In a recent interview with Ryan Robinson came one of my favorite quotes:
“If you can bring some of your own humility to the table and know that you cannot be omnipotent on anything, that’s going to help you just be so much more harmonious with the people that you’re working with.”
It got me thinking about horror stories I’ve had with giving and receiving feedback.
One in particular came to mind. I was working with a new, big client–my biggest at that point. When I turned in a draft, they ripped it to shreds. (We’re talking 50+ suggestions in a 2,000-word Google Doc.)
I wanted to slam my computer screen shut and never open it again.
But I pushed through that awkward (read: uncomfortable) feeling of taking feedback. Because the truth is:
Feedback isn’t always scary. And it’s definitely not a personal attack.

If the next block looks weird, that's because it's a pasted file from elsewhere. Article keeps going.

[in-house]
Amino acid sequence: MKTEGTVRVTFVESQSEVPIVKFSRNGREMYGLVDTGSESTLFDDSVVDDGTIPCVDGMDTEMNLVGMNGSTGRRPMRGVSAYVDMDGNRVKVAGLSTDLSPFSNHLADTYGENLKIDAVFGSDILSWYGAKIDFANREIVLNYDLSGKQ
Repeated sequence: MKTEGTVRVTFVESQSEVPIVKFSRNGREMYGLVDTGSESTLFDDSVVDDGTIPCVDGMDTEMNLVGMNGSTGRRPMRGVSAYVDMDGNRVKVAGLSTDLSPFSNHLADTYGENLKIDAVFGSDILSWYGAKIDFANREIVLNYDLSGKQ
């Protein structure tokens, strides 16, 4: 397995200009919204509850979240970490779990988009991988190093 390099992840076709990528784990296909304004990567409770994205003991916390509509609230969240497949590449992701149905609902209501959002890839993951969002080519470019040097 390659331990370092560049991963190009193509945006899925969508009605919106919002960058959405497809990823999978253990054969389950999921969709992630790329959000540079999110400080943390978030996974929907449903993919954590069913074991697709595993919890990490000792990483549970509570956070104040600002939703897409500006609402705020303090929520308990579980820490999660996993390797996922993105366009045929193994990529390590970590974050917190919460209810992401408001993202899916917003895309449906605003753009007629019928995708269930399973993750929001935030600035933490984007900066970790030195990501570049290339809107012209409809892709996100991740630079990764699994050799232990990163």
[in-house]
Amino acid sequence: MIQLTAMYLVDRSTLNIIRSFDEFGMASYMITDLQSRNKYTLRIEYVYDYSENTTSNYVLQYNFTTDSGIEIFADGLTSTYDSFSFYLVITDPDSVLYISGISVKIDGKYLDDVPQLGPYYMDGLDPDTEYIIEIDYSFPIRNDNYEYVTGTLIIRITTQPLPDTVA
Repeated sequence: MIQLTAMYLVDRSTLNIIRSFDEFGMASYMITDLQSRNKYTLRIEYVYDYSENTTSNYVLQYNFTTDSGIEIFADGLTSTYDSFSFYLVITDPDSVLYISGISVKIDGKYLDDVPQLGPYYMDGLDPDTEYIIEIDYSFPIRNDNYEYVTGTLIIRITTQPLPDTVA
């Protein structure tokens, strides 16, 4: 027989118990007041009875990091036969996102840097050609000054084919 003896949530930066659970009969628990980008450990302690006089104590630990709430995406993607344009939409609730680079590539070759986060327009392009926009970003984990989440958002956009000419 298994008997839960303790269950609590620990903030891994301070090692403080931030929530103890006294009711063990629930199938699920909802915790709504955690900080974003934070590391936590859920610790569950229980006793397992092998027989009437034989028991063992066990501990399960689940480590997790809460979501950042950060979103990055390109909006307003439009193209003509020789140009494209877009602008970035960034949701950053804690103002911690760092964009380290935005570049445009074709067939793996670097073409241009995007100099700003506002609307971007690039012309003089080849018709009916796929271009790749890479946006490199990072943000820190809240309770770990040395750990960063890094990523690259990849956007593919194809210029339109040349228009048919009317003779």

Editors have style guides they need to meet. Brands want their content to be consistent. People just have different preferences on ways to phrase a sentence.
There are literally hundreds of reasons for an editor to give feedback. While it feels uncomfortable to accept it, looking back, I saw the biggest improvements in my writing over the months I worked with that client.
So while I don’t have a lesson to teach, per se, I wanted to leave you with this thought:
Much like the phrase “it takes a village to raise a child”, it takes a team of people to create a truly remarkable piece of content.
Accept that you can’t always take your blog post to the finish line. Editor’s feedback will get you there, helping you get the results you want for your clients and creating kick-ass content you’re proud to put in your portfolio. 🚀